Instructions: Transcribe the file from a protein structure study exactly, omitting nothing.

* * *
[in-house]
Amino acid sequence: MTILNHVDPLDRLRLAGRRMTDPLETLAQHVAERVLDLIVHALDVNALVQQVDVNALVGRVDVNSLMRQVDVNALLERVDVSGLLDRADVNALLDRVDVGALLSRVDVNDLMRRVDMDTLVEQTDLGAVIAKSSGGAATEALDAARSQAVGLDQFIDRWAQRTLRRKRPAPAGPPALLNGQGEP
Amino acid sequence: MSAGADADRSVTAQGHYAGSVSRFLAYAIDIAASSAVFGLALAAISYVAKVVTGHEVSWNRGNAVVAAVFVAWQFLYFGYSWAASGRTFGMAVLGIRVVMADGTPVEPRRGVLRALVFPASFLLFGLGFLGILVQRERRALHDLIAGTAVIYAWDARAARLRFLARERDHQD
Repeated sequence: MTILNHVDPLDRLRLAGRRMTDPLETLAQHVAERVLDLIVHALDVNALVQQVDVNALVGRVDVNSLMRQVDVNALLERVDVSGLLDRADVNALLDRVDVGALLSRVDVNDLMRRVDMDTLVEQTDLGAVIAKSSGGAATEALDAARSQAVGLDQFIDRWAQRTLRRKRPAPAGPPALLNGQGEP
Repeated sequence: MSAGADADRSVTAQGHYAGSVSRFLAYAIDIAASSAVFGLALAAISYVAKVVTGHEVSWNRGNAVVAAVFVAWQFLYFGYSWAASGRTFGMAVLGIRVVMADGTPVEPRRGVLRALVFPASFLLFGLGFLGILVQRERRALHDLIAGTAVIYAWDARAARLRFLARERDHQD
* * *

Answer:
[in-house]
Amino acid sequence: MTILNHVDPLDRLRLAGRRMTDPLETLAQHVAERVLDLIVHALDVNALVQQVDVNALVGRVDVNSLMRQVDVNALLERVDVSGLLDRADVNALLDRVDVGALLSRVDVNDLMRRVDMDTLVEQTDLGAVIAKSSGGAATEALDAARSQAVGLDQFIDRWAQRTLRRKRPAPAGPPALLNGQGEP
Amino acid sequence: MSAGADADRSVTAQGHYAGSVSRFLAYAIDIAASSAVFGLALAAISYVAKVVTGHEVSWNRGNAVVAAVFVAWQFLYFGYSWAASGRTFGMAVLGIRVVMADGTPVEPRRGVLRALVFPASFLLFGLGFLGILVQRERRALHDLIAGTAVIYAWDARAARLRFLARERDHQD
Repeated sequence: MTILNHVDPLDRLRLAGRRMTDPLETLAQHVAERVLDLIVHALDVNALVQQVDVNALVGRVDVNSLMRQVDVNALLERVDVSGLLDRADVNALLDRVDVGALLSRVDVNDLMRRVDMDTLVEQTDLGAVIAKSSGGAATEALDAARSQAVGLDQFIDRWAQRTLRRKRPAPAGPPALLNGQGEP
Repeated sequence: MSAGADADRSVTAQGHYAGSVSRFLAYAIDIAASSAVFGLALAAISYVAKVVTGHEVSWNRGNAVVAAVFVAWQFLYFGYSWAASGRTFGMAVLGIRVVMADGTPVEPRRGVLRALVFPASFLLFGLGFLGILVQRERRALHDLIAGTAVIYAWDARAARLRFLARERDHQD